Developing your own visual style

Having our own philosophy is quite important in photography and in life. In today’s world of social media, it can become very tempting to take photographs that appeal to the wider audience, and let popular opinion influence the way we take our photographs. Much too often, a side effect of this is that the images would often lack the depth and emotional impact because what would be missing from those images is the element that is uniquely you – your heart, your mind, and your voice. We may inadvertently lose track of why we are on this journey in the first place.

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A consistent direction, along with hardwork and dedication to our goals and ambition enables us to get to where we want to go. Only when we work out why, can we really get to working out the how. After many years of doing street photography, one valuable lesson I have learned is that finding meaning and value in my own work is more important than popular opinion. The reason I got into street photography in the first place is that I wanted to capture the magic in our seemingly ordinary daily life.

Whenever I am out searching for a scene, an image I would ultimately take would be a scene that moves me emotionally or touches my heart, or it could be a scene that I find immensely intriguing. It is all too simple to be led astray and go for that enticing umbrella or silhouette shot, and sometimes, it is a shot that you are compelled to take, and there is nothing wrong with that, as long as it is an image that is guided by your own thoughts and ideas. When we take images that really matter to us, that is where its emotional impact will lie.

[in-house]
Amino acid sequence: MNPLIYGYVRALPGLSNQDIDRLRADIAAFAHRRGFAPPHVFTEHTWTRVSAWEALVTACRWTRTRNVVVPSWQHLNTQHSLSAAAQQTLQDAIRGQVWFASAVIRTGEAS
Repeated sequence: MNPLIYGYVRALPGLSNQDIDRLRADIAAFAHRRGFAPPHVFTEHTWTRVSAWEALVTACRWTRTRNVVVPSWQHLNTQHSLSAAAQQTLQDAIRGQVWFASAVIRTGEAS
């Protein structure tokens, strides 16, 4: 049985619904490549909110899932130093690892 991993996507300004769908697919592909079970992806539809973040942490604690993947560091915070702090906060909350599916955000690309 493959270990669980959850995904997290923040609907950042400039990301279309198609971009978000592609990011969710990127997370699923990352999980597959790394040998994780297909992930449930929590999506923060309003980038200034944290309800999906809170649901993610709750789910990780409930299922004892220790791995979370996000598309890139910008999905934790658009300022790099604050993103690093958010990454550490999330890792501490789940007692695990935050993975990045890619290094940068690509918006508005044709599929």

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When we are committed to our own ideas, we will create images that are aligned with our innermost emotions and those images are those we can proudly call ours. A practical tip when going out there on the streets is before taking an image, or even just before venturing out for the day, have a think about your own purpose of doing street photography and try to keep it in mind when you are out and about. When I first began to really do this, I was very surprised to discover that the possibilities are endless, and there are no boundaries. When we have the freedom to express through photographs what is on our minds, and in our hearts, and take the time to self-evaluate and learn, we become better photographers not for others, but for ourselves. We will start to see and develop our own visual style.

What I really want to encourage to fellow street photographers in this post is, follow your heart, and don’t be confined by the boundaries set by others or each other. Take photographs of people and things that fascinates you and in a way that you see them. Be your own lighthouse. You will find that when you start to follow your instincts and intuition, that is when you can really start to challenge yourself and grow into a photographer you are meant to become.